Now that you are pregnant it is more important than ever that you take care of yourself. Below you will find information on how to take care of your health and the health of your baby.
Prenatal Health Care
The key to protecting your baby’s health is to have regular prenatal checkups. If you think you may be pregnant, make your first prenatal appointment with your health care provider. Many health care professionals will not allow you to make your first appointment before 8 weeks of pregnancy unless there is a problem.
At your first prenatal exam, the health care provider you have chosen will probably do a pregnancy test and estimate how many weeks you are based on the physical exam and the date of your last period. He or she will use this information to predict the approximate date of delivery (however, the ultrasound scan you will have later in your pregnancy will help confirm that date).
If you are healthy and there are no risk factors that could complicate the pregnancy, prenatal screening will probably be enough:
- every four weeks until the 28th week of pregnancy
- every two weeks thereafter until the 36th week of pregnancy
- and then once a week until delivery
Throughout your pregnancy, the health care provider who oversees your pregnancy will weigh you and take your blood pressure while assessing the baby’s growth and development (palpating your abdomen, measuring your belly and listening to your baby’s heartbeat beginning in the second trimester).
Throughout your pregnancy, you’ll also have several prenatal diagnostic tests, including blood and urine tests, cervical scans and probably at least one ultrasound.
If you have not yet chosen a health care professional to counsel and treat you during your pregnancy, there are several possible options:
- Obstetricians / gynecologists (doctors specializing in pregnancy and childbirth, apart from the female reproductive section and women’s health in general).
- Family doctors (doctors who offer a wide range of services to patients of all ages – sometimes including obstetrics).
- Registered nurse-midwives (nurses who specialize in the health needs of pregnant women, including prenatal care and care during labor and delivery, as well as postpartum care in uncomplicated pregnancies) There are also other types of midwives, but you should always choose one who can prove her training and who specializes in this field.
Any of these options may be a good choice if you are healthy and there is no reason to anticipate possible complications during your pregnancy. However, nurse-midwives should have access to a doctor in case unexpected problems arise during delivery or a C-section must be performed.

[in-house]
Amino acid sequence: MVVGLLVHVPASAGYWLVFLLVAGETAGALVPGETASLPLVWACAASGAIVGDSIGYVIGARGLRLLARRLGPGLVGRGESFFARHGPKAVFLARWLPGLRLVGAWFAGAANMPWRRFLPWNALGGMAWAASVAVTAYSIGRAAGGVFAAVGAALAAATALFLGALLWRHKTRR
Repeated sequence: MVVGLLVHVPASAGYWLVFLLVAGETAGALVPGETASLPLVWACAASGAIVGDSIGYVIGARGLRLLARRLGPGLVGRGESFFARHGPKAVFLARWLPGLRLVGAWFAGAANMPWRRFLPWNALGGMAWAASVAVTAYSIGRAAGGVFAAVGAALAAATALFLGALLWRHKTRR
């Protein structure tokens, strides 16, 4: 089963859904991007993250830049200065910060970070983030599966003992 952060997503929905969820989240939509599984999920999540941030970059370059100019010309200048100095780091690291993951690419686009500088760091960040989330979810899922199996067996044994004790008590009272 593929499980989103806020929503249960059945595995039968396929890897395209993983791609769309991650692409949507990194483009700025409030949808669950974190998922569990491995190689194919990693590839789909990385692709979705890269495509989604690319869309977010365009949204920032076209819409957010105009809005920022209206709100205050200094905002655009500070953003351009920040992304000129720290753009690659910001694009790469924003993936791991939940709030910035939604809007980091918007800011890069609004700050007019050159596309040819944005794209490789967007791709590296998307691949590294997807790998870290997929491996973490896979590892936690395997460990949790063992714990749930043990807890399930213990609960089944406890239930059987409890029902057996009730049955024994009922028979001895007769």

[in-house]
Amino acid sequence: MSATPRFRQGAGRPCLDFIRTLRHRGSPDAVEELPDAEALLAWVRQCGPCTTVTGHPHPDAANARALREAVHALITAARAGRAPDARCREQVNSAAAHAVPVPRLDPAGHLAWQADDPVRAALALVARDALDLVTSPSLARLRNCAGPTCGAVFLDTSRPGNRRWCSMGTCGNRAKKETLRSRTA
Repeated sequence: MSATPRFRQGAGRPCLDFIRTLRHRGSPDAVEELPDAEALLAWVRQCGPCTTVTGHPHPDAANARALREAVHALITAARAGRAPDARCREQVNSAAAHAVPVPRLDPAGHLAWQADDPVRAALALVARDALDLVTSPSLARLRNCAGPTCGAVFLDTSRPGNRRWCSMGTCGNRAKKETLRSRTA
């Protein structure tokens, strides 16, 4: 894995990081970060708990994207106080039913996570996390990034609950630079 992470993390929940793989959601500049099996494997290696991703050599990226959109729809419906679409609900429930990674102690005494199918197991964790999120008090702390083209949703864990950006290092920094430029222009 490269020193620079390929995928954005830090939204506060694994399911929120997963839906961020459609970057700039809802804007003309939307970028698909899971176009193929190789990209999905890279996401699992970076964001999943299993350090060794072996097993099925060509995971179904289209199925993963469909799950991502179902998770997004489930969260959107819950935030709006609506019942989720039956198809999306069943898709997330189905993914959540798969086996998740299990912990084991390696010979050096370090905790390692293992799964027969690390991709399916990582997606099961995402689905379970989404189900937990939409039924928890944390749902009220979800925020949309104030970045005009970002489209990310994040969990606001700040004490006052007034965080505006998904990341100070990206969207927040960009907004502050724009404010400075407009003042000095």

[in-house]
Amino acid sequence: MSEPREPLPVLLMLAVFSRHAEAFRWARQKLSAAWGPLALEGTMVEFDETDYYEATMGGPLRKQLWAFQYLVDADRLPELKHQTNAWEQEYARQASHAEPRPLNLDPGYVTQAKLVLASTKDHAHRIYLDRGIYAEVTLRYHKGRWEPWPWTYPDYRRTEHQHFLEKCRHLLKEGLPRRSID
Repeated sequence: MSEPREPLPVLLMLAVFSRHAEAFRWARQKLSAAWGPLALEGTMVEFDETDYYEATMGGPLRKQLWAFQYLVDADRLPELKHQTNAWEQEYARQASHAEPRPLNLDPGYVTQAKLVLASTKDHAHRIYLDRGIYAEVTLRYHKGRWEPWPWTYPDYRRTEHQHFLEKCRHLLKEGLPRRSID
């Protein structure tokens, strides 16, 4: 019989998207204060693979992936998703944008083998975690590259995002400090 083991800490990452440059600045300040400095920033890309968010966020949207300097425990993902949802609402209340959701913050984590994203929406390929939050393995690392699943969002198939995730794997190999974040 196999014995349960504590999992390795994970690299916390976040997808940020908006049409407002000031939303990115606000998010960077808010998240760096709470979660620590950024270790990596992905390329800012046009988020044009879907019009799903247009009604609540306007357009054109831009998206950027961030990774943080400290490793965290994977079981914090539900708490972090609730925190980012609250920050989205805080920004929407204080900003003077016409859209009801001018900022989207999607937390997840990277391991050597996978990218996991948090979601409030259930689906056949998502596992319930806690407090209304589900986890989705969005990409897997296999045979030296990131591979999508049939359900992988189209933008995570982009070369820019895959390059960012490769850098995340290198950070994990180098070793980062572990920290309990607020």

Nutrition and Supplements
Now that you’re eating for two (or more!), it’s not the best time to skimp on calories or go on a diet. In fact, just the opposite is true – you need about 300 calories a day more, especially when your pregnancy is quite far along and the baby is growing faster. If you’re very thin, very active or expecting several babies, you’ll need to take in even more calories. But, if you are overweight, your doctor may recommend that you not increase your calorie intake as much.
Eating healthy is always important, especially during pregnancy. So make sure your calories come from nutritious foods that will help your baby grow and develop.
Try to follow a balanced diet that incorporates the following foods
- lean meat
- Wholemeal bread
- low-fat dairy products
By following a healthy, balanced diet, you are more likely to get the nutrients you need. But you will need more of the essential nutrients (especially calcium, iron and folic acid) than you did before you became pregnant. Your health care provider who is monitoring your pregnancy will prescribe prenatal vitamins to make sure you and your growing baby are eating well.
However, taking prenatal vitamins does not mean you can eat an unbalanced diet. It is important to remember to eat well during pregnancy. Prenatal vitamins are supplements to complete your diet, not the only source of these much-needed nutrients.
Most women aged nineteen and older-including those who are pregnant-do not usually get the recommended 1,000 mg of calcium daily. Because a growing baby’s calcium requirements are high, you should increase your calcium intake to prevent bone decalcification. The prenatal vitamin supplement prescribed by your doctor will probably contain calcium.
Good sources of calcium include
- low-fat dairy products, including milk, pasteurized cheese and yogurt
- calcium-enriched products, such as many commercially available orange juices, soy milk and cereals
- dark green leafy vegetables such as spinach, kale and broccoli
- the tofu
- the dried beans
- the almonds
Pregnant women need to take in about 30 mg of iron every day. Why? Because iron is needed to make hemoglobin, the component of red blood cells that carries oxygen. Red blood cells circulate throughout the body to carry oxygen to all cells.
If a person does not have enough iron, their body will not be able to make enough red blood cells and their tissues and organs will not receive the oxygen they need to function properly. That’s why it’s especially important for pregnant women to get enough iron through their diet, both for their health and for their babies’ health is a developmental process.